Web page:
That means, in many places, health authorities are only picking up a subset of the sick — and perhaps the most severe cases, given that roughly 80 percent of people with Covid-19 have a mild case. (Remember: The sickest are usually the ones who show up at doctor’s offices and hospitals, while there may be hundreds or thousands of others with the virus who never show symptoms or don’t bother going to see a doctor. That’s why the CFR can often look much worse in the early days of an outbreak.)

Some of the countries that have done more widespread testing appear to have relatively fewer deaths in the case mix. In South Korea, for example, where thousands of people are tested every day, they’ve picked up more than 7,500 people with the virus. Among those, 54 have died. If we use the WHO’s method of calculating the CFR — and don’t take into account the potential problem of underestimating the number of mild cases out there — a crude case fatality estimate hovers under 1 percent.

Contrast that with the US: At least 26 people have died and there are currently more than 750 known cases. That’s a crude CFR of 3.4 percent. This doesn’t mean the virus is deadlier in the US; it’s more likely, once again, an artifact of undertesting or some other factor simply dividing deaths by cases doesn’t account for. (We know that, before CDC removed its testing numbers from its website on March 2, fewer than 500 Americans had been checked for the virus.)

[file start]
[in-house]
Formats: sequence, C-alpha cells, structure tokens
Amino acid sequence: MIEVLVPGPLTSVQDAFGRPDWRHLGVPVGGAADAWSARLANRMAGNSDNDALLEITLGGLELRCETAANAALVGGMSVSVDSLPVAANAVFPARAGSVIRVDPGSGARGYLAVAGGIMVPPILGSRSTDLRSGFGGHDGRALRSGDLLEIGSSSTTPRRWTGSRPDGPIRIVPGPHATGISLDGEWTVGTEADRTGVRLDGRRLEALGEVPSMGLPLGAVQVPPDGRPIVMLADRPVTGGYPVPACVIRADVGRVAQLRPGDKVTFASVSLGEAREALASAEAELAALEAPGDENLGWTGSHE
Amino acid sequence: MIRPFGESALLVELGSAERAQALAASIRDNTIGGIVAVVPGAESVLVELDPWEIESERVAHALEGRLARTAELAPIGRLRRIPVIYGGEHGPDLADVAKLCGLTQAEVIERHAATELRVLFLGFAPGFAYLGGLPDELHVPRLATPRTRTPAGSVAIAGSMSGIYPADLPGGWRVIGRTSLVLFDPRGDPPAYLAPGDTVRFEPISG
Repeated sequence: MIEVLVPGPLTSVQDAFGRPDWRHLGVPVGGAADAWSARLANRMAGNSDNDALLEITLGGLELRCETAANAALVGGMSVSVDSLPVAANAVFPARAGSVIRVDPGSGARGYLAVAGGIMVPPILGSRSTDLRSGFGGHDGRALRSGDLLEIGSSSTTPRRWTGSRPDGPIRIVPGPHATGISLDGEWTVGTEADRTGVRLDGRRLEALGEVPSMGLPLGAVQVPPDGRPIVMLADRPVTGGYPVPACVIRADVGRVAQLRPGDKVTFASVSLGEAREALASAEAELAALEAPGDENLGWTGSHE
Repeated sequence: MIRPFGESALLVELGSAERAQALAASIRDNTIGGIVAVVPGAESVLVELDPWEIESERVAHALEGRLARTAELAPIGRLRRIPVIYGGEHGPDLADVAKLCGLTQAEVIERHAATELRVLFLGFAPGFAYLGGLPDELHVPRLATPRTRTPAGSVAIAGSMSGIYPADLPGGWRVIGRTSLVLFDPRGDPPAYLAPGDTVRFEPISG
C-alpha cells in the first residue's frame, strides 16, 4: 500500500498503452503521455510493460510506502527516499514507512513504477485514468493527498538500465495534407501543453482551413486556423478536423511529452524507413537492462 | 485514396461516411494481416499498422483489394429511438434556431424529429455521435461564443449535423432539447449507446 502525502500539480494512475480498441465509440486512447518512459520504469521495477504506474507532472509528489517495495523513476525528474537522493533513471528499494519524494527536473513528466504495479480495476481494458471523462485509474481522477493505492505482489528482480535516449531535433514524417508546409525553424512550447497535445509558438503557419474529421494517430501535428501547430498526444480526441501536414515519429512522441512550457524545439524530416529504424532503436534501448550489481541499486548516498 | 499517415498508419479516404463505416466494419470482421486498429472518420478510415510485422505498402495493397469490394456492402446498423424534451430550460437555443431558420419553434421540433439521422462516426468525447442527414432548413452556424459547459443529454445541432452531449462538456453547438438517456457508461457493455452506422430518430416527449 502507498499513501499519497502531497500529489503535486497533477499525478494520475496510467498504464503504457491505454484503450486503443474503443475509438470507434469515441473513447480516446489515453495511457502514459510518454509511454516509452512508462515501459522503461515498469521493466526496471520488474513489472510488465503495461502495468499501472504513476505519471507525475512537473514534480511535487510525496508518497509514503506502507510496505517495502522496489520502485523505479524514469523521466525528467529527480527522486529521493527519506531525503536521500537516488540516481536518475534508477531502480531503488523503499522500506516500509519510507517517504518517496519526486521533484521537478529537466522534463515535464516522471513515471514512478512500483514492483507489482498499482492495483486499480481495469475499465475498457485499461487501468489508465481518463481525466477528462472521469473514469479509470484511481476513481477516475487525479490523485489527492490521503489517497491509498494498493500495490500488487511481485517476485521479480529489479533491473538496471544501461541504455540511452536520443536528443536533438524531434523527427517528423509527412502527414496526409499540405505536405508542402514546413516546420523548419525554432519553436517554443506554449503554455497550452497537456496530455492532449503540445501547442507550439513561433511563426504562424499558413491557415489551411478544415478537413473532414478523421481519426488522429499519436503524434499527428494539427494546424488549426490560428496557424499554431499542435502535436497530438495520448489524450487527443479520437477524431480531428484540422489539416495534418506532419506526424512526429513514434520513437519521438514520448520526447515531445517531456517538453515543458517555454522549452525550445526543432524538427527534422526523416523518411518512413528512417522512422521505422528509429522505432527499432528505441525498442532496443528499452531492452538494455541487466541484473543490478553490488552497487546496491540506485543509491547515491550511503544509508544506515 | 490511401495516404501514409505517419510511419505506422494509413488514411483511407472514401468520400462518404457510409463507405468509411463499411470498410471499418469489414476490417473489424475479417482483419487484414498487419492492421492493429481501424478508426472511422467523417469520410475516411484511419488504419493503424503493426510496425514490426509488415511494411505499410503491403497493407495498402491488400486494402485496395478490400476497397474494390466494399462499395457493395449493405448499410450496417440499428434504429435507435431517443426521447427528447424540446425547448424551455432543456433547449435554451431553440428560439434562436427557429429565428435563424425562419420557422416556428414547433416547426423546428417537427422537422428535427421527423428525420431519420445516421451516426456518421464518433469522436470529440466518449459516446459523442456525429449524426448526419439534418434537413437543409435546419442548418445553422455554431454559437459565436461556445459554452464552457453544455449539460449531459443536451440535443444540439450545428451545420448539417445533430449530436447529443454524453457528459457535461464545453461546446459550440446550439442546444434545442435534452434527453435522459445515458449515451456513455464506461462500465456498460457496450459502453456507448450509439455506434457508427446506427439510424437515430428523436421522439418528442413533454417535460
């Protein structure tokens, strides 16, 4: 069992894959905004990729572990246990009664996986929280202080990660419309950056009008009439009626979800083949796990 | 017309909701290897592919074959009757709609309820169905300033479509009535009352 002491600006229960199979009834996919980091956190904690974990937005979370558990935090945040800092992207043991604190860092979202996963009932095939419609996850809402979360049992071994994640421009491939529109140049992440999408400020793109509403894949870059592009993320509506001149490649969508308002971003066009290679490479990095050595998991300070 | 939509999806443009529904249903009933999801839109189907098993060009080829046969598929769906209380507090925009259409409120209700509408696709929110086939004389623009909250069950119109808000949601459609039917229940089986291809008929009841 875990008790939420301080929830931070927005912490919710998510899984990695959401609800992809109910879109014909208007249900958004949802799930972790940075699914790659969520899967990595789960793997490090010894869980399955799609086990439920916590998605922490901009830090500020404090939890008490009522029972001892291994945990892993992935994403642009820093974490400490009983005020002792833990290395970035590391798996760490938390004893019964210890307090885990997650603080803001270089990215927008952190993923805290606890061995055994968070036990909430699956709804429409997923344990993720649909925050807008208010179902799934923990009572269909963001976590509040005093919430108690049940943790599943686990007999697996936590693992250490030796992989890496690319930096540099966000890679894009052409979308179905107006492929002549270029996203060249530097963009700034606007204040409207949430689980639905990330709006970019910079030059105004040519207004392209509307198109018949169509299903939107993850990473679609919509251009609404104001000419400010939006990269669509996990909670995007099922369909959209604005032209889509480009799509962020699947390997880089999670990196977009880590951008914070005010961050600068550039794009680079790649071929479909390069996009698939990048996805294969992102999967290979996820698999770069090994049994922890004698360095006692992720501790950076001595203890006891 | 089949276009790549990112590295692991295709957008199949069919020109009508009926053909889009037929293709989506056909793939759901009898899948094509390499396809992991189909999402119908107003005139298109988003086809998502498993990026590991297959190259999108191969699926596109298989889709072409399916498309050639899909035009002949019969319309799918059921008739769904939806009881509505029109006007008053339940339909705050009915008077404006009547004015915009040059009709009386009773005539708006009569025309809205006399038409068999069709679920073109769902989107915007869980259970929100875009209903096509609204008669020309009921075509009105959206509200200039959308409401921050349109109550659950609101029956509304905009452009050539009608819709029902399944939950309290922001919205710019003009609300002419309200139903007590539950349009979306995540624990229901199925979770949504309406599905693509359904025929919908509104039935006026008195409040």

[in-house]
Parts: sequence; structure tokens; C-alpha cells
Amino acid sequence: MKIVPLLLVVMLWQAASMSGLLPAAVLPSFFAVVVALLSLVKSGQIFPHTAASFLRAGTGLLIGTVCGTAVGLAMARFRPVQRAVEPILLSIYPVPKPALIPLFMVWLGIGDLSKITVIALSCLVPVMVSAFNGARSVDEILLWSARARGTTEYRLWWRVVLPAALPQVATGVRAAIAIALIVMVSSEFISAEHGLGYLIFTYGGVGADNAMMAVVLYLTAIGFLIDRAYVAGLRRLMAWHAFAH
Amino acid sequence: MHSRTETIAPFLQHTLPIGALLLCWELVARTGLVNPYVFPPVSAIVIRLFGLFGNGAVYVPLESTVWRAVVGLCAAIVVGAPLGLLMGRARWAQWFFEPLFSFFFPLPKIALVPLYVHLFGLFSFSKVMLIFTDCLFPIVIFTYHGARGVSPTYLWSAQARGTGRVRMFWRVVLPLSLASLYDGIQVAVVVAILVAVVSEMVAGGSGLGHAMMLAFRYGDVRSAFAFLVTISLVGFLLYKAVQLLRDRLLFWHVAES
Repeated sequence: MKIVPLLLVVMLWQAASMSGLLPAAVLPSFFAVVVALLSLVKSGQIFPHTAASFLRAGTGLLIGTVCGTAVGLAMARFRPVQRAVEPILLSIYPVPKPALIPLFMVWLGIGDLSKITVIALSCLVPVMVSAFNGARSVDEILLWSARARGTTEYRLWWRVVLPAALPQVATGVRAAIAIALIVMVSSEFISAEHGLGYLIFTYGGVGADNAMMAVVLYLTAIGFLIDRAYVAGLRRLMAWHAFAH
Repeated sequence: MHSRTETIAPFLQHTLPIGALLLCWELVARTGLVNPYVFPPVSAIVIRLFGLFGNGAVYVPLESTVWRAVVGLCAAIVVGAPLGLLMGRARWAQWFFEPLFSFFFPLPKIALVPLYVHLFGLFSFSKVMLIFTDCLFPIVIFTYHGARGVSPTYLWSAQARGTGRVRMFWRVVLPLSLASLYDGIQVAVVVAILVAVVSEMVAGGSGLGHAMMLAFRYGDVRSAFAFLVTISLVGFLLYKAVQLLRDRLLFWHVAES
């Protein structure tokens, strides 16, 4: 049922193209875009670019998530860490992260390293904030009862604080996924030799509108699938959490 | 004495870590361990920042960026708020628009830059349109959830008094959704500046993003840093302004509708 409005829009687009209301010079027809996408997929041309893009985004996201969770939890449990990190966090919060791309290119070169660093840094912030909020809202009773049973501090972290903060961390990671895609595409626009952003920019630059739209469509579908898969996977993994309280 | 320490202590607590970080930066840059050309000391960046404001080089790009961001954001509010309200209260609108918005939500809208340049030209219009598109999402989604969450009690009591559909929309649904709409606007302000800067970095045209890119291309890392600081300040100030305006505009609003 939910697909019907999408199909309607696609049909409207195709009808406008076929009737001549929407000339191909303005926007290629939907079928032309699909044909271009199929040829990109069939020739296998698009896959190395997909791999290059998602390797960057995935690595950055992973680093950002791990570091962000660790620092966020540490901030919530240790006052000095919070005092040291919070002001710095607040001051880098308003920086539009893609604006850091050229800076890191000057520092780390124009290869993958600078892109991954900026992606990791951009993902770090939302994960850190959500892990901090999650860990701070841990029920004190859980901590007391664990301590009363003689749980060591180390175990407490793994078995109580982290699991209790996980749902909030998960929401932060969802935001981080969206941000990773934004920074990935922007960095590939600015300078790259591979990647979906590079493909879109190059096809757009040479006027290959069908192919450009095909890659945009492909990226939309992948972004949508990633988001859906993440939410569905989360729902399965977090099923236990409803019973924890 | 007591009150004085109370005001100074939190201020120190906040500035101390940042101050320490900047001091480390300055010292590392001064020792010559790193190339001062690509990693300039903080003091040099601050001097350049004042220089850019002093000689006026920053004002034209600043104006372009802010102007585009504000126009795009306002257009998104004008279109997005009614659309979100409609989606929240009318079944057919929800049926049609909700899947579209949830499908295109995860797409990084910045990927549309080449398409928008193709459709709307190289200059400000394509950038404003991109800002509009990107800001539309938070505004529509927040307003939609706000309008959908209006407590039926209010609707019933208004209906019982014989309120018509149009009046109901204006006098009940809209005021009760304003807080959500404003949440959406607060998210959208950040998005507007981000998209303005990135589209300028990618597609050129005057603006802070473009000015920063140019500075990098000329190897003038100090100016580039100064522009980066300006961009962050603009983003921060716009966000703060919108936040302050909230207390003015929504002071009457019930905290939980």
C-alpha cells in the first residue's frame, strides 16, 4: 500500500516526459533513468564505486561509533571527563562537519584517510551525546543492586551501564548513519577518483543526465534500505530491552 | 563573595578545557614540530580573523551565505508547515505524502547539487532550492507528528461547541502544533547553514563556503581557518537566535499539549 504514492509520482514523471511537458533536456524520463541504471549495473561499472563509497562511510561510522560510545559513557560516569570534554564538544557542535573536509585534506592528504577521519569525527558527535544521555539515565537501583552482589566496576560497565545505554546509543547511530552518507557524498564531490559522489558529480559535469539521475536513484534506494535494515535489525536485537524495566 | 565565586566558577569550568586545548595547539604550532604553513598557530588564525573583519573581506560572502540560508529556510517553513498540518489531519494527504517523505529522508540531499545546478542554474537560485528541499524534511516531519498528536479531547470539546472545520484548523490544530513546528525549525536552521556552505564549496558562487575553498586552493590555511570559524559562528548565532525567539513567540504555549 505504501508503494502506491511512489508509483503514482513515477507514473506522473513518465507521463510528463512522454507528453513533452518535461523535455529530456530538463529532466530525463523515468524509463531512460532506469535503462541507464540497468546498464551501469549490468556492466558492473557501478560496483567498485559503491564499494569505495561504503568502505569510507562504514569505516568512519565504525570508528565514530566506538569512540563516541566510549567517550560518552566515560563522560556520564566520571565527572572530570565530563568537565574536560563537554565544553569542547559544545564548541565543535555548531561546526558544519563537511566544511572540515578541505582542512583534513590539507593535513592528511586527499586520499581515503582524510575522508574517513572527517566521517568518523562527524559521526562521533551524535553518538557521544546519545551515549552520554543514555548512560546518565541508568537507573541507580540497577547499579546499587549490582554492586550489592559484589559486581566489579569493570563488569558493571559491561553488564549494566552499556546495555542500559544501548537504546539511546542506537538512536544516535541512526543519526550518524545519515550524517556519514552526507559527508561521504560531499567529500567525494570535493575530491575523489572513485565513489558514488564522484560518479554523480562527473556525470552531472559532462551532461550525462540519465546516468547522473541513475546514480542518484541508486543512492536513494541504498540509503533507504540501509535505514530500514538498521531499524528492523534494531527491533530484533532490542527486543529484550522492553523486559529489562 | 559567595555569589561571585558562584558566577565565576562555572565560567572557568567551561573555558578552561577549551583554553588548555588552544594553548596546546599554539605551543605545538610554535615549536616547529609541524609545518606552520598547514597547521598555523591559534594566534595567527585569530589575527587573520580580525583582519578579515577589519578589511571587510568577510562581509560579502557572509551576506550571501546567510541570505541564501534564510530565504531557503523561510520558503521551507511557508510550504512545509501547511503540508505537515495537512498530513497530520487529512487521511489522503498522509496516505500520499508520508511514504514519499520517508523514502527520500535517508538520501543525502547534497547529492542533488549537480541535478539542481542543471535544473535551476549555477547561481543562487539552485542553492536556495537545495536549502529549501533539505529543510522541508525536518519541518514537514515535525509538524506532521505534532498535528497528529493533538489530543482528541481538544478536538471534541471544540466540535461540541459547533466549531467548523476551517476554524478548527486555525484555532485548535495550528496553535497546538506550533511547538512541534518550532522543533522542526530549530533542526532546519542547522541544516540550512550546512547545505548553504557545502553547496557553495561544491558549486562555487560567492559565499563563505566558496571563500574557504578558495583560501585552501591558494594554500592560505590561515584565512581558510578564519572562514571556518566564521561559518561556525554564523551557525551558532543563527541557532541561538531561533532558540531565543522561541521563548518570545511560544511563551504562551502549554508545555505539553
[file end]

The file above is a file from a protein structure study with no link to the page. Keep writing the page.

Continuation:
“When we see systems that are able to account for not only the really sick, but also those who have infection and are outpatients, the CFR is more accurate and drops considerably,” said Isaac Bogoch, a professor at the University of Toronto.

There are other problems with the 3.4 percent CFR: Global estimates hide regional variation that’ll likely emerge because of variations in health system capacity. Consider the death rate of the 2014-’16 Ebola epidemic. The disease was far deadlier in West Africa, where it hit some of the poorest countries, than it was in America, where nearly every person who fell ill had access to state-of-the-art treatment.

As of February 20, the WHO also reported lots of regional disparities in the disease’s deadliness even within China: 3.8 percent on average but 5.8 percent in Wuhan, Hubei province (where the virus first emerged), and 0.7 percent in other areas in China. (A WHO spokesperson acknowledged these regional differences and said we’re likely to see something similar “in different countries and outbreaks.”)

One final consideration: CFRs do change over time. That’s exactly what happened in China, as you can see in this figure from the WHO. Even the first and hardest-hit province, Hubei, saw its death rate tumble as public health measures were strengthened and clinicians got better at identifying and treating people with the disease:

a close up of a map: Case fatality ratio (reported deaths among total cases) for Covid-19 in China over time and by location, as of February 20, 2020. © WHO Case fatality ratio (reported deaths among total cases) for Covid-19 in China over time and by location, as of February 20, 2020.